said, he listened, and he believed the House listened with very great interest to the very able speech in which his hon. Friend the Member for Central Hull (Mr. King) pleaded the cause of his clients, the members of the Uncovenanted Service. He also listened with very great interest to the very able speech in which the Under Secretary of State for India (Sir John Gorst) pleaded the cause of his clients—the taxpayers of India; and if the House was at all reduced to the same frame of mind as himself, they would agree with him that the House of Commons was a tribunal perfectly incompetent to judge between the two. It was utterly impossible in his opinion for the House to say which of the two hon. Members was right. The hon. Member for Central Hull had made out a very strong case. The hon. Gentleman the Under Secretary of State had stood upon the legal rights. The legal rights no one disputed; but were they to be taken as the sole test in this matter? It seemed very hard to the Uncovenanted Servants to say that the legal rights should be the test. There was very little doubt that the Uncovenanted Servants entered into a contract which they believed, and which their employers believed, meant a pension of £500 a-year. Whether that was the case or not, he felt he had very inaccurate data to rely upon. He, therefore, most earnestly begged the hon. Gentleman who represented the Government of India to grant what he was sure would satisfy his hon. Friend the Member for Central Hull, some inquiry into the matter. All that was desired was that justice should be done. The hon. Gentleman who Moved the Resolution did not desire to impose an additional burden of £20,000 or of £1,000 needlessly upon the taxpayers of India, neither did he desire that a body of deserving servants of the public should end their days grumbling and dissatisfied. Let the matter be cleared up once for all, and let everybody be satisfied. If hon. Members of the House felt that their wisdom was equal to settling the matter straight off, they must feel themselves very much wiser than he felt himself to be. He was satisfied there was a case for inquiry; but that that House ought not to try by off-hand action to settle the rates of pension for those servants. He very strongly urged the Government to grant an inquiry, in whatever form they might think best, which would satisfy the hon. Member for Central Hull and, he was sure, the House.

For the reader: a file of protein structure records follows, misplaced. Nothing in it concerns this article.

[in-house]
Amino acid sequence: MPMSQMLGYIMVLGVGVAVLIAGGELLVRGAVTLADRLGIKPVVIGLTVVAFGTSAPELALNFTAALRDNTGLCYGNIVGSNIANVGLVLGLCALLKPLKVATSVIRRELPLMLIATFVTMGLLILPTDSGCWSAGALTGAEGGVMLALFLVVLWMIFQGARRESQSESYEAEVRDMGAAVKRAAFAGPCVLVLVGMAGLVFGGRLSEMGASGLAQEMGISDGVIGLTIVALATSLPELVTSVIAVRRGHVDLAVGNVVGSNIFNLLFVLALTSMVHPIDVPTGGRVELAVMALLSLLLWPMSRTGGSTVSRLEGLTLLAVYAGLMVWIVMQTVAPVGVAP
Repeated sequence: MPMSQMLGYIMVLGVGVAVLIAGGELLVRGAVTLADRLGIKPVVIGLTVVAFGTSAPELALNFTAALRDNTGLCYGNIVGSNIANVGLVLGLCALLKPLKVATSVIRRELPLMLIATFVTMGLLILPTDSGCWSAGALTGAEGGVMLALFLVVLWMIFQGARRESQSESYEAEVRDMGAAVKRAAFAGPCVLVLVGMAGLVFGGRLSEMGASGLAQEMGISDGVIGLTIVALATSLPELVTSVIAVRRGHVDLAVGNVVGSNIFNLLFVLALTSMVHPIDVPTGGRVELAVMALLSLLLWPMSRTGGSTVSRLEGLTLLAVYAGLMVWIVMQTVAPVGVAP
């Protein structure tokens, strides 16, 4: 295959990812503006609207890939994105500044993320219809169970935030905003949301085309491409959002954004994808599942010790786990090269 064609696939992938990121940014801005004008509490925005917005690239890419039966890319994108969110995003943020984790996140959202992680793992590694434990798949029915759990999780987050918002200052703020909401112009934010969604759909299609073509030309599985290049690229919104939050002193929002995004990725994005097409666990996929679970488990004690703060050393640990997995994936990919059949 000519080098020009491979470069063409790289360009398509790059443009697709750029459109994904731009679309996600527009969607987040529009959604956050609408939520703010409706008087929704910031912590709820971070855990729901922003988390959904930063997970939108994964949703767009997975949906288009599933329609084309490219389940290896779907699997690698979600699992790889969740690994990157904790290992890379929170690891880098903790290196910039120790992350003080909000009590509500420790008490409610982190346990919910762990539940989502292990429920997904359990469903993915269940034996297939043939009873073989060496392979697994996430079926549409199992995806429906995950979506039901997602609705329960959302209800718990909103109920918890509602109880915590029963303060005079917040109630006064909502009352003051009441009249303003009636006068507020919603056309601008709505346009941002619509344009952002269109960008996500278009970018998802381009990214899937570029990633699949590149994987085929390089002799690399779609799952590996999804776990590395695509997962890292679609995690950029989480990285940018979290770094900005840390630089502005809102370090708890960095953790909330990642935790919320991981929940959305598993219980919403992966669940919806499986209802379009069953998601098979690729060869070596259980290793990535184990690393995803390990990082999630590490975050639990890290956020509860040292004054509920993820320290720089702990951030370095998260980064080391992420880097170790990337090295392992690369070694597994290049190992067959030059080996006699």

MR. PICKERSGILL (Bethnal Green, S.W.)